Ongoing Misperceptions About SLOs

Ever so often, someone writes a piece criticizing assessment in higher education. While a process like reaccreditation is a beast, some criticisms of it overlook the value of reviewing our courses and articulating what students should learn from them.

In “The Terrible Tedium of ‘Learning Outcomes,’ Gayle Greene expresses exasperation at the assessment process at Scripps. As someone who has experienced the reaccreditation process, I know it is quite the task. Greene takes aim at the inevitable request to make student learning outcomes measurable. For example, “Students will learn to recognize and construct well-formed arguments” becomes “Student recognizes well-formed argument, including recognition of argumentative structure, use of evidence, and a disciplinary framework. Student constructs such arguments.” After criticizing these types of revisions as “garbage” and “gobbledygook,” Greene contrasts the revised outcomes with that ostensibly should be the description of a course: “Wait a minute, I thought getting students to understand, feel, learn, appreciate, grasp the significance of, comprehend, and enjoy was sort of the point. No more, apparently.”

However, Greene misses the impact of measurable outcomes. The problem with an outcome like “Students will learn to recognize and construct well-formed arguments” is that “well-formed arguments” is subjective. While a group of faculty think they all agree on what passes for a well-formed argument, it is quite likely they do not, especially if they have never met together to discuss what constitutes a well-formed argument. We know this because students routinely complain about things being “important” in one course, only to find they are not “important” in another course. All a SLO asks you to do is to make your implicit criteria explicit. If these assumptions are not articulated for students, then how can students meet the expectation? And such assumptions have a far greater impact on students not familiar with the “hidden curriculum” of higher education, including first-generation students.

In addition, Greene creates an unnecessary either-or scenario, where SLOs eliminate other things that a course can accomplish for a student. Student learning outcomes do not represent everything that students will learn in a particular course, only what students will be evaluated on, which is why the need to be measurable. Despite our hopes and dreams, this often boils down to far less than what many of us think students should come away with from a class. Why? Because of cognitive load; there is a limit to what students can meaningfully process at any given time. So, we can focus on, say. 4-5 outcomes for a course that we will assess. Creating those measurable outcomes does not preclude us from also making our courses enjoyable. We can communicate the value of learning, appreciation and comprehension throughout our courses. We don’t even have to determine if those things are actually occurring (how would you measure joy in a course? would you want to?). We can communicate in other ways that these thing are, in fact, desirable in our courses and represent them in much better ways than a student learning outcome ever could.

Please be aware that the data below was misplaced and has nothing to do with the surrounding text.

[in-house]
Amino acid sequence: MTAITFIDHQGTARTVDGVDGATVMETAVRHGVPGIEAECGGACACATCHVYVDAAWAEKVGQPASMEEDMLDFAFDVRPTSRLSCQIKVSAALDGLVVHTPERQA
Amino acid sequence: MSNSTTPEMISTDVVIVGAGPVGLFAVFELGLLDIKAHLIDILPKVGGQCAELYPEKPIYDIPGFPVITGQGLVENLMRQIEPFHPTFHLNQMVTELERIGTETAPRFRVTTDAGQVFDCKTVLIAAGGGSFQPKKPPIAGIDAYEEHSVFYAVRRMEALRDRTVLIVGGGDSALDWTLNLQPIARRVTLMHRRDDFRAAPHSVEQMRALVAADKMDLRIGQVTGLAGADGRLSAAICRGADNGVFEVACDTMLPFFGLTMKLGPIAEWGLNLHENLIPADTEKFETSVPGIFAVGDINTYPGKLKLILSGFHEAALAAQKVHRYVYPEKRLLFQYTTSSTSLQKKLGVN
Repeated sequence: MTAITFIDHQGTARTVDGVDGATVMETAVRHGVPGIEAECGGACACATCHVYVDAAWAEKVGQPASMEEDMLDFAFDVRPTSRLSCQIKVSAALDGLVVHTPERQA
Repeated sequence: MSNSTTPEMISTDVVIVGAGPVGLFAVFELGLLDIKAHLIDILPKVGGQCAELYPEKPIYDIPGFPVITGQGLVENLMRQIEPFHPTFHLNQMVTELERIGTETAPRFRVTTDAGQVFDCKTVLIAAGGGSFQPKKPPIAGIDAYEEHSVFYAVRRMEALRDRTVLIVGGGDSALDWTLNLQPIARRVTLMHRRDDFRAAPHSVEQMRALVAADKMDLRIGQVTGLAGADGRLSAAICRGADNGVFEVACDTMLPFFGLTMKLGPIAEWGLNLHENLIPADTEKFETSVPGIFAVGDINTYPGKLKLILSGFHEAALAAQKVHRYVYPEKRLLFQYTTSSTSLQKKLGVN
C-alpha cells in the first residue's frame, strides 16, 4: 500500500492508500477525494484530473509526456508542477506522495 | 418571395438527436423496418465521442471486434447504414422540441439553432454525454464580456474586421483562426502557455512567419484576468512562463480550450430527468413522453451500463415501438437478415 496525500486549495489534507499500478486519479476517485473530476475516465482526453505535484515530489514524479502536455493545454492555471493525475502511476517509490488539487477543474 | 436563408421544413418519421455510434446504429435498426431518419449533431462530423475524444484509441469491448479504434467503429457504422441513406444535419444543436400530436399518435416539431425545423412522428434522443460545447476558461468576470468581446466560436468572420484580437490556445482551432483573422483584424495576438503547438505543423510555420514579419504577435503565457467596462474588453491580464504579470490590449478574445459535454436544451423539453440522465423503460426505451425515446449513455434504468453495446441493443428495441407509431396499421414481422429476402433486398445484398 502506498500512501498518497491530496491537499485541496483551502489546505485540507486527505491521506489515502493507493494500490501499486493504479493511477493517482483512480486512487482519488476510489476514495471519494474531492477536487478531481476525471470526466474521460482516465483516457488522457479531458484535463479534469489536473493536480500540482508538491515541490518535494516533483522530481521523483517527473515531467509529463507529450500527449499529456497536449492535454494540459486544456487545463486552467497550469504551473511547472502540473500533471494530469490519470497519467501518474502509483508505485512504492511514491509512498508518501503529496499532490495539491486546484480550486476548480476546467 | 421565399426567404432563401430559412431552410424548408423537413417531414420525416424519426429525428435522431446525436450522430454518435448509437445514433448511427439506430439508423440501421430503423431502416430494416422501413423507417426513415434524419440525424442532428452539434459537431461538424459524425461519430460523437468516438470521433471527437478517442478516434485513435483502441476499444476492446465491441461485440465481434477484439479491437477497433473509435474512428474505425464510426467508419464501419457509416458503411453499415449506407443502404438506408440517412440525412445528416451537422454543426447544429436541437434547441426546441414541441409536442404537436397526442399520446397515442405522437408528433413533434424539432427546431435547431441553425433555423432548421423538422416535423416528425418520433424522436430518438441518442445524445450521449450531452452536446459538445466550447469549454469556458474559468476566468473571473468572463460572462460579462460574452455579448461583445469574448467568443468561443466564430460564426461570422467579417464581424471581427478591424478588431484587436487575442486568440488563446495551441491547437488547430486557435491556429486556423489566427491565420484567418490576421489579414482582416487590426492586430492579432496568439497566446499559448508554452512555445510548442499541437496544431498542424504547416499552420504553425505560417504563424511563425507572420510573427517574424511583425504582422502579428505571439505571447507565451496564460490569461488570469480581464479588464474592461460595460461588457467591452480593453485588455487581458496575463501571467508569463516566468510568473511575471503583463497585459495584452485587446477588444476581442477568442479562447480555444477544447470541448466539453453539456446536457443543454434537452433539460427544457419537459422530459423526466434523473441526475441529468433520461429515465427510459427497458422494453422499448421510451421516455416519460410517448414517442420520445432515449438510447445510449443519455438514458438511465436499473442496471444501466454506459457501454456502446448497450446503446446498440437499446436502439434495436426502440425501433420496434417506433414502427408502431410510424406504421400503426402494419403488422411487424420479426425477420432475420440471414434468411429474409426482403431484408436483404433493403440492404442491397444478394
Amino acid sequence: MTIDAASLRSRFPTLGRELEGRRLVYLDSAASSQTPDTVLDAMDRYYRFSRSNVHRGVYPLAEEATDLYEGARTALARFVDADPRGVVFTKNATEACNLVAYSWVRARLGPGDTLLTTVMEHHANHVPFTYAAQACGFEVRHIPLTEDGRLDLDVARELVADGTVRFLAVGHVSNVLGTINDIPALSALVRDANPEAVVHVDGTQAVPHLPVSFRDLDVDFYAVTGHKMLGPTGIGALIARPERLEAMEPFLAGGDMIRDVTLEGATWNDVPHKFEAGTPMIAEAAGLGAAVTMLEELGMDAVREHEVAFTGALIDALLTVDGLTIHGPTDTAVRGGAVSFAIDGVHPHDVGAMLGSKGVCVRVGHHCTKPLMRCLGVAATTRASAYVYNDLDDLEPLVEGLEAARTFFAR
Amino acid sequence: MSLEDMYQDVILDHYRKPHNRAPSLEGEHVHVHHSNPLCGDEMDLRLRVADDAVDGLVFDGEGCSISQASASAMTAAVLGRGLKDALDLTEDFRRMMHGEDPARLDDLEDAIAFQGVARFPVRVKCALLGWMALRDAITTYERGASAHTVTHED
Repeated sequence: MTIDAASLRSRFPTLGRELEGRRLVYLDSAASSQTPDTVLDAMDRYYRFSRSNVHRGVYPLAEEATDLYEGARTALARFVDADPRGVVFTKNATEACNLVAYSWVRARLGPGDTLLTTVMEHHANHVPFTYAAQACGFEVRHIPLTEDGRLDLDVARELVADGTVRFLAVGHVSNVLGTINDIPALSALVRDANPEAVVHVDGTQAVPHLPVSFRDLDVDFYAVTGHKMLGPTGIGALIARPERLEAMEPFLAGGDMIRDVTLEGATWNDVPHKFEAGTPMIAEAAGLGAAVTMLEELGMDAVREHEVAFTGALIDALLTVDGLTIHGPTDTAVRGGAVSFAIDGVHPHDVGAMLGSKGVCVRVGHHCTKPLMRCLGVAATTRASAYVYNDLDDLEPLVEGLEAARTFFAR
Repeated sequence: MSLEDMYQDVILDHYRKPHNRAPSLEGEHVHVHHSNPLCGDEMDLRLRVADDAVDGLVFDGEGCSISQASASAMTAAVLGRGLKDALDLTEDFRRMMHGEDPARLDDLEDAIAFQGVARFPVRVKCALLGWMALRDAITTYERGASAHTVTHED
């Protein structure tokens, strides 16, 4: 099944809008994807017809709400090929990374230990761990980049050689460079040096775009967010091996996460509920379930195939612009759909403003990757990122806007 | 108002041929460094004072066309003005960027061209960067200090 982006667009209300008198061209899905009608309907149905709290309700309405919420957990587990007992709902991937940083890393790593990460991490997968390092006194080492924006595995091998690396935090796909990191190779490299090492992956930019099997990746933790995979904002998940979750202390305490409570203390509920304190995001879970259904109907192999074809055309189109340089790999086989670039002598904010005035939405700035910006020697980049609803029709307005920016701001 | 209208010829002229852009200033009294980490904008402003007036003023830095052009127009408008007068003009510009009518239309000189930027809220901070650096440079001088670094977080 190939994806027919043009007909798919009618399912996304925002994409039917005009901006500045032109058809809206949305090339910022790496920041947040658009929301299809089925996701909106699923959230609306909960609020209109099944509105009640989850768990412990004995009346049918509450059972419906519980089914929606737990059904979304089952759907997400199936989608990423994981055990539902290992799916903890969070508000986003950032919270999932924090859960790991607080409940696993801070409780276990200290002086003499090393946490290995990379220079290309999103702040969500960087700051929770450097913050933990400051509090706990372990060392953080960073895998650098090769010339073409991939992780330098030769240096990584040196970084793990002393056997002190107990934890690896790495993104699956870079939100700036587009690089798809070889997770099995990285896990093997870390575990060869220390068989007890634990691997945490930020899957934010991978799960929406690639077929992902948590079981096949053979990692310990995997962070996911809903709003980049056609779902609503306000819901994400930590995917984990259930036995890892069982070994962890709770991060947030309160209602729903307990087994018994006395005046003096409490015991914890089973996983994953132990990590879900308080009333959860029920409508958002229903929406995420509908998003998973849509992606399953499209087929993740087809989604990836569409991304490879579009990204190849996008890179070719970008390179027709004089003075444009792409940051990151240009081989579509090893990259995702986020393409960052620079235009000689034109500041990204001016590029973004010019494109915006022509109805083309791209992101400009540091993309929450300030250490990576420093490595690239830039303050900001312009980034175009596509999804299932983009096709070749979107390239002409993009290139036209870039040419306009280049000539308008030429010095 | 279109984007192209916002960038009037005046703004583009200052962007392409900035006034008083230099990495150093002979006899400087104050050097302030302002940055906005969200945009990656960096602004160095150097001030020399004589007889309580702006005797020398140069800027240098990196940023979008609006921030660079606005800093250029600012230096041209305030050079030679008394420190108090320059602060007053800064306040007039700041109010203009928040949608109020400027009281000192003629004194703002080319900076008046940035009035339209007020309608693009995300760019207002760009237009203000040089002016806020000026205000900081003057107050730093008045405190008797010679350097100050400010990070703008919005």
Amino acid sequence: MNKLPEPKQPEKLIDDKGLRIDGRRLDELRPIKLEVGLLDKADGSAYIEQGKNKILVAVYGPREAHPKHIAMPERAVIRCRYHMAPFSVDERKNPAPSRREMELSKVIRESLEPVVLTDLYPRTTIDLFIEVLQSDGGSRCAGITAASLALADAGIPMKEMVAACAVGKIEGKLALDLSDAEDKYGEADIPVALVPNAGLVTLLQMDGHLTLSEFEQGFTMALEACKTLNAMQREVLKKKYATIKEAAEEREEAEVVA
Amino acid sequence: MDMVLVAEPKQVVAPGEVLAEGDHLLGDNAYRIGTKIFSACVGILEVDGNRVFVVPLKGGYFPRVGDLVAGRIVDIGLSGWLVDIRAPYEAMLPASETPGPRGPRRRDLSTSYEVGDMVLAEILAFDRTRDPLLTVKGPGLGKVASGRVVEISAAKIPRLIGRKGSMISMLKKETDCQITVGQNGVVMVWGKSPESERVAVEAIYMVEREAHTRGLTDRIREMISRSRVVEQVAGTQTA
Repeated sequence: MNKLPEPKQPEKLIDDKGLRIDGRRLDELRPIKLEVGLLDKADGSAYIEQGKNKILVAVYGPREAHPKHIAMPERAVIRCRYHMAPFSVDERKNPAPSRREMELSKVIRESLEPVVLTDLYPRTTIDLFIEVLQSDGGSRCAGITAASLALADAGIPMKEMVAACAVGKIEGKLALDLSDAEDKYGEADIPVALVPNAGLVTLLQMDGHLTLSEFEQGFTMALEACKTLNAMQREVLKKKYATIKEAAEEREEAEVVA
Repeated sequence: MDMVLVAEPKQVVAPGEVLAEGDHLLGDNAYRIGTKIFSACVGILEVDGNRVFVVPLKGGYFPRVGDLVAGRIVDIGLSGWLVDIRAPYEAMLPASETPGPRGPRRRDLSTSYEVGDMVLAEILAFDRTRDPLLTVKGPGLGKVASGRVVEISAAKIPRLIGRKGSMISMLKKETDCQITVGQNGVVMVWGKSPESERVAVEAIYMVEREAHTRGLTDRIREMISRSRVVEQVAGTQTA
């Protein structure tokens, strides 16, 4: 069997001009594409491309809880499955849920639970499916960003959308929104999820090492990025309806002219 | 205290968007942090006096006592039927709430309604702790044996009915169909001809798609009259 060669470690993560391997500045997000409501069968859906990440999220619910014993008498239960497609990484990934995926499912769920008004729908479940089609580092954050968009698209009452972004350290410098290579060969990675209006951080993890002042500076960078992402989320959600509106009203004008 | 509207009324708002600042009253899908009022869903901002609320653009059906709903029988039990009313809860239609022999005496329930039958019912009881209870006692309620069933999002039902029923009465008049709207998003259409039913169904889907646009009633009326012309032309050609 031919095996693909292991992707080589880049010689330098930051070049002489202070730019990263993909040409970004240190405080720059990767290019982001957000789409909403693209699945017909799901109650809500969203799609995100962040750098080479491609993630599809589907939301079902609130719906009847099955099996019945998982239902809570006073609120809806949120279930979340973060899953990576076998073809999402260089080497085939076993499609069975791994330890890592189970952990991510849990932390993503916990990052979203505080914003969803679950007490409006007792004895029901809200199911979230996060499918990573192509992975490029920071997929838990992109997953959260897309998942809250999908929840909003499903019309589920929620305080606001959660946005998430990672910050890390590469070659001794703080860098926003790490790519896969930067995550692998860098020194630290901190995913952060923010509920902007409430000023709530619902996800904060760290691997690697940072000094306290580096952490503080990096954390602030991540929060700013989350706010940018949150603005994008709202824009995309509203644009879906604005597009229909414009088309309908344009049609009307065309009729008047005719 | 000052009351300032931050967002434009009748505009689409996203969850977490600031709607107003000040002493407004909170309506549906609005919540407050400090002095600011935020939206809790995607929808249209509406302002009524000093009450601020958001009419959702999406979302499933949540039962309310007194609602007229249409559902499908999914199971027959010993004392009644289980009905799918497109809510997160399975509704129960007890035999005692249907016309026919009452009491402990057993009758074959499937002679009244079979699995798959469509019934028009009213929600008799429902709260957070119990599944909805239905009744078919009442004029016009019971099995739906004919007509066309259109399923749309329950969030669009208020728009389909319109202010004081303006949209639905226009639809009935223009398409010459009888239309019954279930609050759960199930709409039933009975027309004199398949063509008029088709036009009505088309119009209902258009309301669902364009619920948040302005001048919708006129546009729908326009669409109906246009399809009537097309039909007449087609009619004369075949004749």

When I was a faculty member, I found that many of my colleagues found it difficult to communicate the value of their courses and fields of study, especially if there were in the arts in sciences as compared to colleagues in business or STEM. They relied on the assumption that what they taught was understood to be valuable without having to explain why. But, without taking the time to explain, especially to people who are not well-versed in our subjects (oh, like students for starters), why what we do is important or significant virtually guarantees that people will not value it. That includes our students.

So while I empathize with faculty swept up in the re-accreditation process, I do take issue with the idea that faculty do not need to explain what students get out of our courses and determine if they are, in fact, getting those things out of our courses

Source

Image by Francis from Pixabay

Gayle Greene. “The Terrible Tedium of ‘Learning Outcomes.” The Chronicle of Higher Education. 4 Jan 2023.

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Ongoing Misperceptions about SLOs by Crystal S. Anderson is licensed under a Creative Commons Attribution-NonCommercial 4.0 International License.

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